Back in the 1960s, the little village of Unionville had a population of 603. The town was so small it had only one “official” street, Main Street. It was so small, it didn’t even warrant a bus stop for travellers heading to Toronto, at the time, the Big City so far to the south.
What the village did have was a hockey rink, home ice to one of the area’s Junior Hockey Teams. The town was, dare I say, hockey crazy, a detail which meant there was next to no interest or ice time for figure skating.
As the Unionville Figure Skating Club struggled to grow and find its important place in the community, my partner Guy Revell and I were also struggling to find suitable training ice. Unionville’s Crosby Arena was an historic venue but it had a small ice surface, freezing cold dressing rooms and a ceiling so low Guy and I had to carefully plan where to position our upside-down cartwheel lift or my blades would hit the steel rafters!
Thanks to the Toronto Cricket Skating & Curling Club and to Tam O’Shanter and the Upper Canada Skating Club, we found all the extra ice and support we needed to help us on our path to the Olympic Games in Innsbruck, Austria in the winter of 1964.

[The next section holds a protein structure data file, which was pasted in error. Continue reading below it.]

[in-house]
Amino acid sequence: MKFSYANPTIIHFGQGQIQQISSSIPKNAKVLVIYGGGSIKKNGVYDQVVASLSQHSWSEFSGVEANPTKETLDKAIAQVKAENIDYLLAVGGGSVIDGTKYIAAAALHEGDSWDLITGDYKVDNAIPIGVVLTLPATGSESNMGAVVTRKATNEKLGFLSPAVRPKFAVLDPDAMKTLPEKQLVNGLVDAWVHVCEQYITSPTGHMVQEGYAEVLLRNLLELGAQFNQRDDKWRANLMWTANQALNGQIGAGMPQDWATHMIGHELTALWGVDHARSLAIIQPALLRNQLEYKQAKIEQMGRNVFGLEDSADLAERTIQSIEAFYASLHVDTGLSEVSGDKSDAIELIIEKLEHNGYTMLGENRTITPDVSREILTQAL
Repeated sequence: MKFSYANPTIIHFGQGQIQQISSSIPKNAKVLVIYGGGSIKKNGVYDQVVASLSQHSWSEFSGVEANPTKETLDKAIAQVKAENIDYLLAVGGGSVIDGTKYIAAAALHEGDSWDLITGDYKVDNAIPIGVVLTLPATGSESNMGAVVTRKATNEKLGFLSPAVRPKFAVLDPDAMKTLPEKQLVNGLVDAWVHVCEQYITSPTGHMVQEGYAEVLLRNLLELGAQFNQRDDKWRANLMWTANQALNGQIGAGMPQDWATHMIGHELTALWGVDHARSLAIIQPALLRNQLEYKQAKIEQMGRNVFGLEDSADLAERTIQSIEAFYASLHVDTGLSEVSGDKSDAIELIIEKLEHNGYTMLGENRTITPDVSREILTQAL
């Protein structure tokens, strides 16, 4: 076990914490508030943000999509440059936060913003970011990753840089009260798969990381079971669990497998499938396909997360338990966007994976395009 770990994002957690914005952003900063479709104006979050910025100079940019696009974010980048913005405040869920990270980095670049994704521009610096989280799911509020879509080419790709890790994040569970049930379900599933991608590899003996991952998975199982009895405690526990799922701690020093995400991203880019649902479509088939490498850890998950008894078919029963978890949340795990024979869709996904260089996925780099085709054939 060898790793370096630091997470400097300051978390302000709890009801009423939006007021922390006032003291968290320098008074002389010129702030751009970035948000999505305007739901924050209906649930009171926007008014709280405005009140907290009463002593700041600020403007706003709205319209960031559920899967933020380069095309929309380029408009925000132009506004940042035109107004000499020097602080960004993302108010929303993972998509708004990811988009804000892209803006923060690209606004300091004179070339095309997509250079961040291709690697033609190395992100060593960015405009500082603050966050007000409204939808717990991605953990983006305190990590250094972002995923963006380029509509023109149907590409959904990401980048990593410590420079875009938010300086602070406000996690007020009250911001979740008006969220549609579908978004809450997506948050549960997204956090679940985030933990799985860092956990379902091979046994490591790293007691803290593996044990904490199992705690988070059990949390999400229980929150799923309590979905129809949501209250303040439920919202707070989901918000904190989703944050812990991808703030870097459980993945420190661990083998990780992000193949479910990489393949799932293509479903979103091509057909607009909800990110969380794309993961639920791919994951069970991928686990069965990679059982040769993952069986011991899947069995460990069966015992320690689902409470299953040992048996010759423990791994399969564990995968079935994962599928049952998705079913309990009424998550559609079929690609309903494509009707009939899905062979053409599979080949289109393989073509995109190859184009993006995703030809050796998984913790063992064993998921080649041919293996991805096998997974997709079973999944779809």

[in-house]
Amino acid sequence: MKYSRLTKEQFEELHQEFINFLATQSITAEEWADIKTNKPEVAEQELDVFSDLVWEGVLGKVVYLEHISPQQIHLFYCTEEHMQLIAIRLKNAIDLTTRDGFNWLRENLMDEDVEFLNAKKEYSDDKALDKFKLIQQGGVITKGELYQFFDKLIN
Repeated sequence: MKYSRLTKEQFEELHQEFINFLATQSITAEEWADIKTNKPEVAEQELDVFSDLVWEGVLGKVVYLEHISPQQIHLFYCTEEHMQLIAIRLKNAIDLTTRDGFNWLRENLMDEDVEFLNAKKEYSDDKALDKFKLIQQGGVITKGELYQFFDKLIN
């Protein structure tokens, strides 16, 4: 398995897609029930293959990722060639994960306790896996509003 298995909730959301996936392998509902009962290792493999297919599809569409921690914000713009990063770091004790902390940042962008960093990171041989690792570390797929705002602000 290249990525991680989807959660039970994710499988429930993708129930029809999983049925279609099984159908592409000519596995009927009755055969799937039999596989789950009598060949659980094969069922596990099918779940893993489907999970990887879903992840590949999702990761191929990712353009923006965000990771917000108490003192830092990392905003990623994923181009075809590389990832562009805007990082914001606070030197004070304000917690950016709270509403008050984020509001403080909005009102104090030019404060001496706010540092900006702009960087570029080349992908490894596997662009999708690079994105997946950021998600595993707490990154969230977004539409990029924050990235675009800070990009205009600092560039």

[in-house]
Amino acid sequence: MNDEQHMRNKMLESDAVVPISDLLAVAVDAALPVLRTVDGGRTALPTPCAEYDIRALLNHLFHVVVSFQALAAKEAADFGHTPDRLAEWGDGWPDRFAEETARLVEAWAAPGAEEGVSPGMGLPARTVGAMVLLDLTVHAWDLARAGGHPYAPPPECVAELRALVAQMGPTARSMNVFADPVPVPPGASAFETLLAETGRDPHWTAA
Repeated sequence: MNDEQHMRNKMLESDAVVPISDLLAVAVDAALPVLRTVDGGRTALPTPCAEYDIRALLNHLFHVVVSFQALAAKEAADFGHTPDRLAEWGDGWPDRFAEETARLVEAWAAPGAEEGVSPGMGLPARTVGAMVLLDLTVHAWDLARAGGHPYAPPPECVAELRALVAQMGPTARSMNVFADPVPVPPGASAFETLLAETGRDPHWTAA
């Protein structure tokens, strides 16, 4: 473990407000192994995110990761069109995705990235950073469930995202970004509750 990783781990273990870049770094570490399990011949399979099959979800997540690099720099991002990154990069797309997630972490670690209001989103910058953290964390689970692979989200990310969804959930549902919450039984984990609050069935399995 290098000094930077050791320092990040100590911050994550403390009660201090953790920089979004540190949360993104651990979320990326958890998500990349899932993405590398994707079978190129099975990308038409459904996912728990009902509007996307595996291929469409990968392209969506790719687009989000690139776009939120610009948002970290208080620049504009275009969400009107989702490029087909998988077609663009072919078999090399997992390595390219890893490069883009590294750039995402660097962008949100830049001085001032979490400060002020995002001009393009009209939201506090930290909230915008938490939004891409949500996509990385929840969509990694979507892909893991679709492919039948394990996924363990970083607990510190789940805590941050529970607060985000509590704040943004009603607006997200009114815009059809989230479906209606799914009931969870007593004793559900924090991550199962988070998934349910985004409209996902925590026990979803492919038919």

The thrill of being selected for the Olympic Team and then carrying Canada’s colours into competition will always be huge highlights in my life. In time, memories of standing on the Olympic podium and receiving our medals as we watched the raising of Canada’s flag became brilliant reminders of a significant accomplishment and a dream come true.
No question, that was a “biggie” and yet, for me, some of the memories of the smallest experiences give me as much pleasure.
After the Games, apparently Unionville and the village residents were priming for our arrival home.
As I recall, our flights were delayed so long that when we finally landed at Malton Airport around 2 am in the morning (no Pearson for many more years), it was a pretty empty place except for our waiting families. Unionville was about an hour away, Guy’s home in Newmarket even further in a different direction.
About 5 minutes from home along Highway 7 our car was pulled over by the police! I had no idea what was going on and was even more confused when I realized Guy’s car was also pulled over on the side of the road … not even close to the route to Newmarket.
And then the police officer asked ME to step out of the car … I have to say I was more scared than when I was waiting for my name to be called at the Olympic Games! But my Mom said, “It’s okay, go ahead.” At which time the big red fire engine pulled into view to take me and Guy on a celebratory ride down Main Street and in front of all 603 residents of Unionville.
Sirens blaring, horns honking, people stepping out of their front doors to wave with congratulations, that experience is right up there with standing on the Olympic podium in front of the world.